How is Freud different from Carl Rogers? Did the gestalt theory influence Rogers? What is the essence of the person-centered therapy?
Freud and Rogers both hoped to help patients who were suffering from mental illnesses, but they approached this goal from very different perspectives. Freud's theories suggested that human behavior was motivated by conflicts and drives stemming from the basest human instincts (the death drive and the sex drive). He believed that anxiety was created when those instincts were in conflict with societal expectations and were suppressed. Freud believed that in order for a person to become free of anxiety, they would have to realize these conflicts in their conscious mind and acknowledge them.
Rogers, on the other hand, saw psychological suffering from a humanistic lens. He believed that humans were basically good, and he thought that providing an environment of "unconditional positive regard" could help the patient realize their fullest potential. In contrast to Freud's theories, the humanistic approach saw outer influences, not inner influences, as corrupting.
Gestalt psychology is related to both of these perspectives in different ways. Gestaltists looked at each person as a dynamic "whole" made up of many parts that work together to create one's identity. Gestalt psychologists may have believed in Freud's theories of personality formation, but they did not focus on digging up unconscious conflicts; rather, they focused on the patient's behaviors in the therapy room. Gestalt theory is related to humanism in that the person is viewed as a whole influenced by internal and external factors.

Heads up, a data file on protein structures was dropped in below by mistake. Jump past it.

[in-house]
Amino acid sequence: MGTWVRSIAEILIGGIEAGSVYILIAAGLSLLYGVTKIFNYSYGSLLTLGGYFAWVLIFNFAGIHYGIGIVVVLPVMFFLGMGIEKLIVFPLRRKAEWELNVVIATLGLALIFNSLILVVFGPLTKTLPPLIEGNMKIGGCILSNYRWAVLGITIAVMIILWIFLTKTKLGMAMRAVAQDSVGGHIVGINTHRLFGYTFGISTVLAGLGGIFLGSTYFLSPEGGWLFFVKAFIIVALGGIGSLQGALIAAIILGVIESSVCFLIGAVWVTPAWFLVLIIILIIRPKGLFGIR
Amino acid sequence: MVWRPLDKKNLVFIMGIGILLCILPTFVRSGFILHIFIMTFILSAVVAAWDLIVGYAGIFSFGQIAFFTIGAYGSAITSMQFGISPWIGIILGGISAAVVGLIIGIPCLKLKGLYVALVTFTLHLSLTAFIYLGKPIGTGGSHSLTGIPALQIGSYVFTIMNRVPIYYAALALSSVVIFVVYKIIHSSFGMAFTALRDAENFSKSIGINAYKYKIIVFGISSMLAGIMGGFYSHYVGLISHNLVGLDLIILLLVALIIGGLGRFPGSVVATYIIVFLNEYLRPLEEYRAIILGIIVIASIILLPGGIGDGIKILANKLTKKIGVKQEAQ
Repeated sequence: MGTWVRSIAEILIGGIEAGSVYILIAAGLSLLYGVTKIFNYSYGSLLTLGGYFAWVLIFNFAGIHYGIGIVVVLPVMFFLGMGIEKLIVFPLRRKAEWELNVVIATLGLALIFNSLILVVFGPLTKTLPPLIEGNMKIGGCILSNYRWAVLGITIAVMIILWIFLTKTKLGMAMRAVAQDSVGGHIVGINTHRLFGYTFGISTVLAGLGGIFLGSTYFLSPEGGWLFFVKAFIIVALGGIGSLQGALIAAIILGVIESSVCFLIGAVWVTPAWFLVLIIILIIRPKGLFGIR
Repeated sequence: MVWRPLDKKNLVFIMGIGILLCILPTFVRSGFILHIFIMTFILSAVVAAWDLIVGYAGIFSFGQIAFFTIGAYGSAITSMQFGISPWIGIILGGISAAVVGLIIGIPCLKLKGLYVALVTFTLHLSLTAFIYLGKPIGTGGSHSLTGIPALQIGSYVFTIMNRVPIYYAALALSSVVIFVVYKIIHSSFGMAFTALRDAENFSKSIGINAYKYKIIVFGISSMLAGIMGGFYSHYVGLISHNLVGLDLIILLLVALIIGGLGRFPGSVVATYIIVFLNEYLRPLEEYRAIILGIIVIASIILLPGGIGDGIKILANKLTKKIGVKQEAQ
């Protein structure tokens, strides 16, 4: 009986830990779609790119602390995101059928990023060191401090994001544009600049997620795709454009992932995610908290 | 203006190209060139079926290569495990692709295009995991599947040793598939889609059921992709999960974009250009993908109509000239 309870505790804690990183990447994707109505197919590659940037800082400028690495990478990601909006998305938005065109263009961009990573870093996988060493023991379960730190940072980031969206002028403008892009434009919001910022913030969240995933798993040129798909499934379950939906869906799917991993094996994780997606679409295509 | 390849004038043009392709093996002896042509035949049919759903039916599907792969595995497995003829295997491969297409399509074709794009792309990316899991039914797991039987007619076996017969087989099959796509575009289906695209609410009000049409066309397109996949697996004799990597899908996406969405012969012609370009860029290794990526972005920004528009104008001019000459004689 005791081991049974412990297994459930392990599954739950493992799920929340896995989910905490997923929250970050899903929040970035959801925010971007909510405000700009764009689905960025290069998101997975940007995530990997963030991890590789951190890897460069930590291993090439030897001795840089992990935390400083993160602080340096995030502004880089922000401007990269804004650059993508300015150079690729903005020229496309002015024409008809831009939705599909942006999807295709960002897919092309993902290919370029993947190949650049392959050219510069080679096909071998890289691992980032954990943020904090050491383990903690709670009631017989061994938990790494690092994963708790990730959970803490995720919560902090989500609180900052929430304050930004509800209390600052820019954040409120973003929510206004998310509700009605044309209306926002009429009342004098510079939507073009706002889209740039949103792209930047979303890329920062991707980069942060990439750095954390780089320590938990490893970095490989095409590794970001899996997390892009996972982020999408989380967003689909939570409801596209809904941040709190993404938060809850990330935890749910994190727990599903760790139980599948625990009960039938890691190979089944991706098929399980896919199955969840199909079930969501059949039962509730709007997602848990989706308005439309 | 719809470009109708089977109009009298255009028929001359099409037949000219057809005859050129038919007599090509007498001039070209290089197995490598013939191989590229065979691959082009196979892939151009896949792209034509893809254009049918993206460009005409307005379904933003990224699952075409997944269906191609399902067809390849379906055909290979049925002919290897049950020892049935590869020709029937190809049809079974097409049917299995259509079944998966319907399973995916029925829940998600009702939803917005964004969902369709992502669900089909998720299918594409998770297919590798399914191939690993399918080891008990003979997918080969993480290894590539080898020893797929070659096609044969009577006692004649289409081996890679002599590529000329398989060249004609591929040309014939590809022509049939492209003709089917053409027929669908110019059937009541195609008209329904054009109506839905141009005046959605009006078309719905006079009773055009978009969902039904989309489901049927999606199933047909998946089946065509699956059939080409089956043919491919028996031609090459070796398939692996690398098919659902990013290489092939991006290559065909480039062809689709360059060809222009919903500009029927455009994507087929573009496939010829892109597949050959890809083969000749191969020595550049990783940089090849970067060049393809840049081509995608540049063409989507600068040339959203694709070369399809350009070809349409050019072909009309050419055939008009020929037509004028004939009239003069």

Carl Rogers "humanistic psychology" is much less authoritarian and based more on the conscious mind than Freudian psychology. Freudians are much more directive in their therapy and tend to focus on unconscious motivation when patients are in therapy. Rogers believed in a close, personal relationship with patients and allowed patients themselves to choose the direction of therapy. His philosophy seems to have been influenced more by the theories of Carl Jung and Otto Rank than either Freud or the Gestalt Theorists. Rogerian therapy is focused more on the individual as a whole that a collection of units that Gestaltists believe can be mapped and then put into patterns and studied. For more information, see the links below.
Freudian theory or psycho analytics, is much more rooted in understanding how the stages of life influence and impact a person's life. Additionally, Freudian theory focuses on the id, ego, and superego, which are the three levels of consciousness. These three levels influence behavior in different ways, to which a person may not always be aware. While creating rapport between the therapist and the patient is discussed in Freudian theory, this is stressed to a much higher degree in Roger's Humanistic approach.
Roger's focused on building a relationship with his patient, because he saw it as a way to allow a more open road of communication and healing. There are three parts to building a relationship which are: unconditional positive regard, empathy, and congruence. This means that the therapist does not look down on the patient or client for anything they may say during their session. Instead, they hold them in the same regard (unconditional positive regard) as before learning any new information. The therapist shows empathy for what the client or patient is saying. The last tenant of Roger's humanistic approach is congruence, which is where the therapist is open and honest with the client.
Roger's also allowed the patient to follow their own road during the therapy session. Fritz Perls, the founder of Gestalt therapy, focused on what the person was feeling in the moment. While Roger's would focus on the past or future, Perls would only focus on what was happening in the moment and how it made the person feel.